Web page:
The West Fork of the Gila River Canyon is one of the most dramatic landscapes in the American Southwest. The canyon is perhaps the most striking feature of New Mexico’s magnificent Gila Wilderness. This is the land of cliff dwellers and Apache Indians, Aldo Leopold, vast wilderness vistas, wild rivers, soaring mountains and bizarre rock formations.
The river meanders beneath volcanic cliffs West Fork Gila River Canyon
The Gila Wilderness is one of America’s signature western landscapes. Though relatively few have heard of it, it is the birthplace of wilderness protection. After spending time as a forester in the area Aldo Leopold began to recommend the protection of the Gila region as a primitive area, to be left free of development. At his urging, the Forest Service designated it a wild area in June of 1924. At the time the Gila encompassed over 700,000 acres. The protection of the Gila Wilderness set the precedent for the Forest Service to establish protections for regions with wild or primitive characteristics. This culminated in 1964 with the passage of the Wilderness Act. Today, the Gila Wilderness contains 558,014 acres. It is separated by a single 4x4 road from the 202,16 acre Aldo Leopold Wilderness. Together, this 760,000 acre wilderness complex is one of the greatest and most historic backpacking destinations in America.
The West Fork Canyon is in the heart of the Gila Wilderness. Its headwaters flow off the east side of the Mogollon range, a series of 10,000 foot peaks that form the western boundary of the Gila Wilderness. It continues for nearly forty miles before reaching the confluence with the Middle Fork at the Gila Cliff Dwellings National Monument. The Middle Fork Canyon is nearly as spectacular as that of the West Fork, although it lacks the abundance of the unique rock formations that are the hallmark of the West Fork Canyon.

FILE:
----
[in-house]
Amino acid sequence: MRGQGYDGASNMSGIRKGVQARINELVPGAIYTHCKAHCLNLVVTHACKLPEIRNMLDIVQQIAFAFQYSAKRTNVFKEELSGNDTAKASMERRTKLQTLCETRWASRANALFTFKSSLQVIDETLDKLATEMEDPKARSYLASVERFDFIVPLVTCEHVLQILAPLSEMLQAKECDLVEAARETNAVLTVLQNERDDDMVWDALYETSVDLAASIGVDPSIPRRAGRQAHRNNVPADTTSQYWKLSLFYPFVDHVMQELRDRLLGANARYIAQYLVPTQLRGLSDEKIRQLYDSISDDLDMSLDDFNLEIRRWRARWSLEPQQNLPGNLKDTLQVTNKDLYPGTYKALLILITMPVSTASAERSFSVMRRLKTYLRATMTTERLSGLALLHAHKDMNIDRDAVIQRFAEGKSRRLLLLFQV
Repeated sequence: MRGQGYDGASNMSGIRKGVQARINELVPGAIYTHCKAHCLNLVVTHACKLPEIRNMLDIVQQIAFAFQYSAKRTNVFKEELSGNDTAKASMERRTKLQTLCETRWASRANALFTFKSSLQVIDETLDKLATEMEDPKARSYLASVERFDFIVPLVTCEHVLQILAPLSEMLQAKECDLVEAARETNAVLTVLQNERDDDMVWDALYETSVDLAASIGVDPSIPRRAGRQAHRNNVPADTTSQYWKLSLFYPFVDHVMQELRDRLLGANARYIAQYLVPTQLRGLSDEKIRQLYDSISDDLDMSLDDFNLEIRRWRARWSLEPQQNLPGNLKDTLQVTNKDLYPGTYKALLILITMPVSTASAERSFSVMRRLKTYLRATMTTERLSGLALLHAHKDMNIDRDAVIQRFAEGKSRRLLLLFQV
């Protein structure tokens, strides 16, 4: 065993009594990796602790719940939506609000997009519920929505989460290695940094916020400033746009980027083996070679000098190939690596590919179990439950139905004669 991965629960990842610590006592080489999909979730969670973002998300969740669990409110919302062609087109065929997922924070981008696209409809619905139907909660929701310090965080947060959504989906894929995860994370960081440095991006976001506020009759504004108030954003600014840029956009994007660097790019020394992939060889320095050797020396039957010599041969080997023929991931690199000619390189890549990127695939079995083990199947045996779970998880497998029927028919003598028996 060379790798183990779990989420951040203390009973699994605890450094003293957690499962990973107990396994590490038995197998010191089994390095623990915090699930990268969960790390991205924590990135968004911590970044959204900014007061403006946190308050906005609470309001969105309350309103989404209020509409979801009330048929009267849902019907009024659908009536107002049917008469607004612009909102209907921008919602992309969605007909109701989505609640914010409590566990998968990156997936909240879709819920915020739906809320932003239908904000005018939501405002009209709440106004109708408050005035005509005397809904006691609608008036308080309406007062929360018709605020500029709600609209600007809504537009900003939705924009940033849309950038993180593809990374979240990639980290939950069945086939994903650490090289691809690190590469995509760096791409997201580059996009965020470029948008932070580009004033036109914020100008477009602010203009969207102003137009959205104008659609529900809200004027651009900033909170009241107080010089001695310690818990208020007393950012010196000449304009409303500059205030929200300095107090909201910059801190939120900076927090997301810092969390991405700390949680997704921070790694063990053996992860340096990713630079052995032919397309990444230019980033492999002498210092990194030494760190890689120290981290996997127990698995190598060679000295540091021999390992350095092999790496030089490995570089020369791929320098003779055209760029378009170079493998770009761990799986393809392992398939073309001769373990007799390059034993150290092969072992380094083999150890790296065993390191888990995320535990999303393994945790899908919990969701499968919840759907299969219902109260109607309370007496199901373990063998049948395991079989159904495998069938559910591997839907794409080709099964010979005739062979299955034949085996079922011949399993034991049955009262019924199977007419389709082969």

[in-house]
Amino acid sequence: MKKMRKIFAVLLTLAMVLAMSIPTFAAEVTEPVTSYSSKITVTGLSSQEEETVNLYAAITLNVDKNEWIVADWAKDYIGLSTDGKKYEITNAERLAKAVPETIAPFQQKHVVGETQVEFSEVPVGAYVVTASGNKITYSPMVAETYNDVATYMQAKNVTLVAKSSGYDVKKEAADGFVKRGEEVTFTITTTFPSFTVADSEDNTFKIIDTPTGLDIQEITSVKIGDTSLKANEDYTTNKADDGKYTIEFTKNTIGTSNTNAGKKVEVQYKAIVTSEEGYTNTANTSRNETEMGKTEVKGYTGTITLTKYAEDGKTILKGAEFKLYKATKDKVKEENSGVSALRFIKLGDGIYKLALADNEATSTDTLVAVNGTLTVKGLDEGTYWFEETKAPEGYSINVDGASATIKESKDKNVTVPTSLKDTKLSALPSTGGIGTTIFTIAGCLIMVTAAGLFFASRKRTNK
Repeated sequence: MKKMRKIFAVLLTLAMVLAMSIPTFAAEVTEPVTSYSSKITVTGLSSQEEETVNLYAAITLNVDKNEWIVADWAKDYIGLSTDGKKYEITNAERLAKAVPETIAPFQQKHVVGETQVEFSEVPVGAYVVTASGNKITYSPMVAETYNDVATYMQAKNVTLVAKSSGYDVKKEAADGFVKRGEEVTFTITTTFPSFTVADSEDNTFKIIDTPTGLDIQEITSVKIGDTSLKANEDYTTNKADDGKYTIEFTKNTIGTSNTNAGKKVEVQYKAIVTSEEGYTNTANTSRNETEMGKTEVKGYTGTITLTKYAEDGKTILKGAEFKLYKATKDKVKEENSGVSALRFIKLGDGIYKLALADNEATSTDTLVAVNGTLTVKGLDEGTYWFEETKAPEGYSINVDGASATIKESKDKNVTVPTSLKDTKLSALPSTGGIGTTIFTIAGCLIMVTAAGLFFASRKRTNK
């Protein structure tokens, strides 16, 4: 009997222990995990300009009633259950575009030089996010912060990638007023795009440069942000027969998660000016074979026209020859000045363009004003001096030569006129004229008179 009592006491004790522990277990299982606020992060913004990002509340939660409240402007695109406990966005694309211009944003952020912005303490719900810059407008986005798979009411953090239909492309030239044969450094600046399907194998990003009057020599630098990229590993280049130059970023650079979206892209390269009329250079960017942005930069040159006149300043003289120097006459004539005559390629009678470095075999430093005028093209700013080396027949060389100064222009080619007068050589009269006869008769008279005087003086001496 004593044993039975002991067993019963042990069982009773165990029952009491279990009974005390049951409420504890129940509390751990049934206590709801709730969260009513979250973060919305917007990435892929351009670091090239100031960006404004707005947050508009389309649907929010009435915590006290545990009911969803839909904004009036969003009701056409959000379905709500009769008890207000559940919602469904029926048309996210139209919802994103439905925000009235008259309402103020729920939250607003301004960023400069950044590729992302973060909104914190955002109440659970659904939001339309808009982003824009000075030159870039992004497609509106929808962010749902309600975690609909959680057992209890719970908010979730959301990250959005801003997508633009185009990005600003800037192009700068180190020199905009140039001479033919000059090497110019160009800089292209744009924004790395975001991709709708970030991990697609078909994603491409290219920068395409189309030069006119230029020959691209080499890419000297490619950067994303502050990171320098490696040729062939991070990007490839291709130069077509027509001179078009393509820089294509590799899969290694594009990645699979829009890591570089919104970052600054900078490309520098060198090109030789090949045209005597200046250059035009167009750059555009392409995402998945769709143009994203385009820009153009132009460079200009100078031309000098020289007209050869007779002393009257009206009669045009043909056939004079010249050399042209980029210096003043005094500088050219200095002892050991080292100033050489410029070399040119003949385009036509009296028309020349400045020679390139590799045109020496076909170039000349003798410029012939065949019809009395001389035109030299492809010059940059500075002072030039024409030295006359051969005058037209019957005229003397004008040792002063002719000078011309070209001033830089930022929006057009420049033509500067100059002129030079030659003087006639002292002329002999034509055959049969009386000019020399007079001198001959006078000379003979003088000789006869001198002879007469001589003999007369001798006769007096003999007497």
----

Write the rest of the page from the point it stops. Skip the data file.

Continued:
In addition to spectacular scenery, the West Fork Canyon also has fascinating historical significance. Ancient cliff dwellings are found in the canyon walls, in addition to the incredible ruins found at the Gila Cliff Dwellings National Monument. Chiricahua Apache used to make this land home. Indeed, Geronimo claimed to have been born at the rivers headwaters. The observant backpacker will also notice a grave marking the final resting place of a man murdered by a bandit in the 1880’s.
The canyon walls are composed of a unique volcanic rock that ranges from pink to red in color. The rock manifests itself in columns of various shapes; sometimes appearing as spires while at others it resembles melted wax. The rock is very reminiscent of Pinnicales National Monument in California, which is a well known climbing destination. It may be that the cliffs of the Gila could provide some outstanding routes in a unique, beautiful and wild location.
The river itself is not large in this portion of the canyon, but it is a perennial stream. It meanders through the canyon, hugging wither side of the walls as it flows. The vegetation is a mix of riparian and conifer forests. The West Fork Trail follows the river for over 30 miles. This is a foot soaker folks! The trail crosses the river 19 times in the first couple miles alone. Bring sandals!
This map covers the eastern 2/3rds of the canyon, from the Cliff Dwellings to the Hell Hole. This is the most rugged and interesting stretch of canyon. The best hiking, camping, backpacking and potential rock climbing are to be found here.
West Fork of the Gila River Canyon
From Silver City, head north on Highway 15, through Pinos Altos to the Gila Cliff Dwellings National Monument. Park at the hiking trailhead by the Cliff Dwellings.
To get to Silver City from Interstate 10, take Highway 90 from Lordsburg if coming from the west or Highway 180 from Deming if approaching from the east. From Interstate 25 take Highway 152 from Caballo.
Be sure to stop at the Buckhorn Saloon in Pinos Altos for a great meal in an old, historic, and eclectic dive!
Three Mile Ruin in the West Fork Canyon
The West Fork Canyon is located in the Gila Wilderness. Wilderness rules and ethics apply. There are numerous opportunities for camping along the West Fork. Camp away from the river in unused locations and practice "leave no trace" camping techniques.
There are several historic sites in the canyon, including cliff dwellings, grave markers and a restored turn of the century cabin at the confluence at the West Fork and Willow Creek. It is illegal to tamper with or remove any historic artifacts from the wilderness.
Wilderness Ranger District
HC 68 Box 50
Mimbres, New Mexico
Gila Cliff Dwellings National Monument
HC 68. Box 100
Silver City, New Mexico
Camping is dispersed and there are several obvious campsites in the canyon. There is a campground just outside the Gila Cliff Dwellings National Monument.
External LinksGila Cliff Dwellings National Monument
Gila National Forest